Archive for the ‘Conventions’ Category

I noticed a number of awesome-sounding conventions and workshops happening in my neck of the woods (Northern California-ish) in the near future. I thought I’d share, even though I’ll be out of the state for most of them.

  • EFA NorCal Chapter Meeting: Editor’s POV book discussion: The Hunger Games, May 21, Sacramento, CA. They’ll be discussing the book from a writer/editor point of view, not a literary point of view. Questions that may be considered: Why is this book so successful? What techniques does the writer use that have created such emotional responses from readers? Does the writer break writing “rules,” and if so how does it work for her?

    I’m actually quite interested in this topic, especially since I’m still in Sacramento! Whether I can go depends on if my apartment is 85% packed by 6pm. Let’s just say I have a lot of stuff. ;)

  • Bay Con 2012, May 25-28, Santa Clara, CA. The San Francisco Bay Area’s Science Fiction & Fantasy Convention since 1982. Guests of honor include Brandon Sanderson, Stephan Martiniere, Scott and Cathy Beckstead, Dani Kollin and Eytan Kollin.

    Conventions are a great place to meet authors, editors, and fans of the genre. The panels offer a range of topics, from writing to the business of writing to topics of related interest (like Dr. Who and Joss Whedon). BayCon also offers regency dances and a Magic: The Gathering tournament with Brandon Sanderson! Check out the programming.

  • Cascade Writers Workshop, July 26-29, Vancouver, WA. This is a Milford-style workshop, meaning you read and critique each person’s story in your workshop group. Workshop leaders include Beth Meacham (Tor Executive Editor), Michael Carr (literary agent), Ken Scholes (author), Tina Connolly (author), Jay Lake (author), and Barb & JC Hendee (authors). Guest speakers include Sheryn Hara (topic: self-publishing), Spencer Ellsworth (topic: pitches), Karen Weatherall Davis (topic: copyright and contracts), Mark Teppo (topic: outlining your novel), Shelly Beber (topic: taxes for writers).

    Looks like a great line-up of very knowledgeable and friendly people! Registration is open until June 15th, or the last 8 spots are filled.

  • Westercon 65, July 5-8, Seattle, WA. Guests of honor include Robin Hobb(!), Art Bozlee, Frank Wu, Chaz Boston Baden, and the filk duo Vixy & Tony.

    Not only is Seattle a gorgeous city, but Robin Hobb is one of my favorite fantasy authors. I’m pretty bummed I won’t be able to attend, but I’ll be in the middle of my summer publishing program. There are too many interesting things happening all at once!

  • Mythcon 43, August 3-6, Berkeley, CA.The conference discusses myths and legends from Europe and Asia. Guests of honor include Professor G. Ronald Murphy, SJ, and YA author Malindo Lo.

    If you’re interested in European and Asian mythologies, take a look!

  • Westercon 66, July 4-7, 2013, Sacramento, CA. It looks like they haven’t yet settled on guests of honor or programming, but given that it’s more than a year away, that’s not surprising.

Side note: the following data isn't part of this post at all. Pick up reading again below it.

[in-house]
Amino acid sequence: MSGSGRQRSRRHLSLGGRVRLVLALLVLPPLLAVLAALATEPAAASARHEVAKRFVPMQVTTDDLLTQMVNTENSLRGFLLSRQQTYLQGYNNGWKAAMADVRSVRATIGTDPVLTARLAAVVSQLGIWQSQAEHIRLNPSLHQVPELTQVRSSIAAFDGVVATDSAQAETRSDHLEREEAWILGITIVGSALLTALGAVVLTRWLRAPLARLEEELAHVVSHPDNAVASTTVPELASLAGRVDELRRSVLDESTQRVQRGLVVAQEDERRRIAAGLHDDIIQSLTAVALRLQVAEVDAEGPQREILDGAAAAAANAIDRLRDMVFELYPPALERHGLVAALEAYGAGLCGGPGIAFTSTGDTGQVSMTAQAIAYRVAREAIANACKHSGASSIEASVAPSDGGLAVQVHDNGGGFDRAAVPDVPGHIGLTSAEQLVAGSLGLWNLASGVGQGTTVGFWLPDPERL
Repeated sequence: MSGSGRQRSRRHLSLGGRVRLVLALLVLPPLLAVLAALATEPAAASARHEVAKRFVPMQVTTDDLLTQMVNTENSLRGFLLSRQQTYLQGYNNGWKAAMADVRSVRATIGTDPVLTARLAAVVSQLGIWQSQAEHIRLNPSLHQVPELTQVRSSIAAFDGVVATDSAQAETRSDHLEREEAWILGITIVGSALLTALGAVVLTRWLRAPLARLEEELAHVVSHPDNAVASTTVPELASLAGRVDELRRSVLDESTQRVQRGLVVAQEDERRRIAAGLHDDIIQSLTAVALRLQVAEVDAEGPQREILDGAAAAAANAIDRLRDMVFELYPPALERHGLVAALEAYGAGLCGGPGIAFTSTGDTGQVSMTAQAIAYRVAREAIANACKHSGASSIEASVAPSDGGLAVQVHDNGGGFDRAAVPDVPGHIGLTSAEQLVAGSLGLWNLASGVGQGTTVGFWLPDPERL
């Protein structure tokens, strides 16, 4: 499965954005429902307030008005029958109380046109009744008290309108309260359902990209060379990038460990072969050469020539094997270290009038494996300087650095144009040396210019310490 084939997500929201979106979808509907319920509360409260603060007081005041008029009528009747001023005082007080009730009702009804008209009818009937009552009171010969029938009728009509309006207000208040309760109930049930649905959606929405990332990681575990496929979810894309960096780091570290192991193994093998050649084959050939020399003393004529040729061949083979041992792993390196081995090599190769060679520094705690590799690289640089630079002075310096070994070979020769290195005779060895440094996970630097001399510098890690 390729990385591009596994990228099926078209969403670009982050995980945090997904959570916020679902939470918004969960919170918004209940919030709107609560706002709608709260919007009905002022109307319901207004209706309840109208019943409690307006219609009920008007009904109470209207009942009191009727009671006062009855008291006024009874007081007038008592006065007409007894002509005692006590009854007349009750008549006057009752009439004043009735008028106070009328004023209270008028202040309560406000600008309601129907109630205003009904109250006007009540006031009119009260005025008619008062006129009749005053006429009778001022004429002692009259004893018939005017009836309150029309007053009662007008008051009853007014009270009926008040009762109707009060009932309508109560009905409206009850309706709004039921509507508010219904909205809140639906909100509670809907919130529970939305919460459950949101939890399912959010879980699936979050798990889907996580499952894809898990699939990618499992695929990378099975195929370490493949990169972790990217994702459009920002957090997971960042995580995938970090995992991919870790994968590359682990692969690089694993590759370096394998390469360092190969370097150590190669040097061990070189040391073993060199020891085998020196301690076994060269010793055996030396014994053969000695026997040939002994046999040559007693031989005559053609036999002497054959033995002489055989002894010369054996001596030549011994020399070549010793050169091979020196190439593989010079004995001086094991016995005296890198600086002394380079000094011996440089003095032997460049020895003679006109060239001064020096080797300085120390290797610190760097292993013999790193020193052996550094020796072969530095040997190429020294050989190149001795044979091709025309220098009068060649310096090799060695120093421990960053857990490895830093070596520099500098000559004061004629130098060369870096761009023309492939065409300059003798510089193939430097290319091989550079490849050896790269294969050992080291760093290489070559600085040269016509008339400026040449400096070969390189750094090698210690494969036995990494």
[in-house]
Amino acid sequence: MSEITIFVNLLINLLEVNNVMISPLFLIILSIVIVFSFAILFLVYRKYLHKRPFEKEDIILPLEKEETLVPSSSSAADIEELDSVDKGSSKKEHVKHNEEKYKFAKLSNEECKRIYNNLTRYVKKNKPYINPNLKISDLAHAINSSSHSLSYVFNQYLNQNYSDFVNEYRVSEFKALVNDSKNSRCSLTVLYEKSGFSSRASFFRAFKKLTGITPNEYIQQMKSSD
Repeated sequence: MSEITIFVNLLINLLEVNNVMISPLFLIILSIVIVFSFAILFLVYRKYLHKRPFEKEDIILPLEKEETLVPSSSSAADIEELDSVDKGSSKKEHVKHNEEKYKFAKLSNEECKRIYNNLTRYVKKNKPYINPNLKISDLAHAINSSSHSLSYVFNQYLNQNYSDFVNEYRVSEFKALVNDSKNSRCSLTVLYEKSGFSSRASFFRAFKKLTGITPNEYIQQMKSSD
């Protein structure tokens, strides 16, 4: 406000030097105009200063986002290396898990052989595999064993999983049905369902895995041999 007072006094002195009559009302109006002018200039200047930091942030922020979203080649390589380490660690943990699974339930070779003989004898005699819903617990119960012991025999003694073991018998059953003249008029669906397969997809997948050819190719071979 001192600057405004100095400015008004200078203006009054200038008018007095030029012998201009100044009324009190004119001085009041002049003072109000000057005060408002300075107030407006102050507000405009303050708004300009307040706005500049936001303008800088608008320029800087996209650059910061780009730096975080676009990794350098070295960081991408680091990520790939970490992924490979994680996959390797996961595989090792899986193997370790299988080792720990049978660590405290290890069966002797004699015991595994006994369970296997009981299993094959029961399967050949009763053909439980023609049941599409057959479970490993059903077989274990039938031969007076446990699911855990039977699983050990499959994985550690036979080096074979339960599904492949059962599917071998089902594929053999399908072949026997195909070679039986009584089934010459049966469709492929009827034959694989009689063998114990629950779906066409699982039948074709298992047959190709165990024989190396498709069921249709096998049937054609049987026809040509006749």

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    FOGcon Recap

    Attending FOGconearlier this month was a surprisingly different experience than when I went to Worldcon in Reno last summer. When I stop to think about it, I really shouldn’t have been surprised at the difference.

    Worldcon is arguably the biggest convention of the science fiction/fantasy community. It also hosts the Hugo Awards, which are like the Oscars for the genre. It’s a giant convention, with multiple panels happening concurrently, all day long. There are so many attendees, you almost feel anonymous. At least, I certainly did. I fortunately attended Worldcon with my sister, so while I felt anonymous, I never felt lonely.

    FOGcon, on the other hand, is a brand-new (as of last year) convention in the San Francisco Bay Area and is relatively lightly attended. This meant when I met someone at a panel, I invariably saw them throughout the weekend. It created a much more intimate convention experience than Worldcon had.

    In addition, because there were fewer panels, I spent more time meeting and socializing with other writers, editors, and fans of the genre. I met some incredibly wonderful and interesting people there, and put faces to some of my twitter friends.

    I also attended my first reading. At Worldcon, my sister and I had eschewed readings for two reasons. One, there were so many panels we wanted to attend! We had a difficult enough time choosing merely between panels without adding readings to the mix. Two, we felt fully capable of reading stories on our own and didn’t feel the need to have them read to us. I’m really glad I decided to go to the reading Friday night. In addition to hearing three fabulous stories (one of which I’d already read), I got to provide moral support to three writers. The three stories I heard were: Vylar Kaftan’s “The Sighted Watchmaker” (Lightspeed Magazine), Christie Yant’s “Transfer of Ownership” (Armored), and and the first half of Liz Argall’s “Blunt Force Trauma Delivered by Spouse” (Machine of Death 2; unlike the other two, I don’t believe it’s yet available online).

    I had a great time meeting new people and exchanging ideas. I hope FOGcon has a third convention and that I’ll be in a position to attend.

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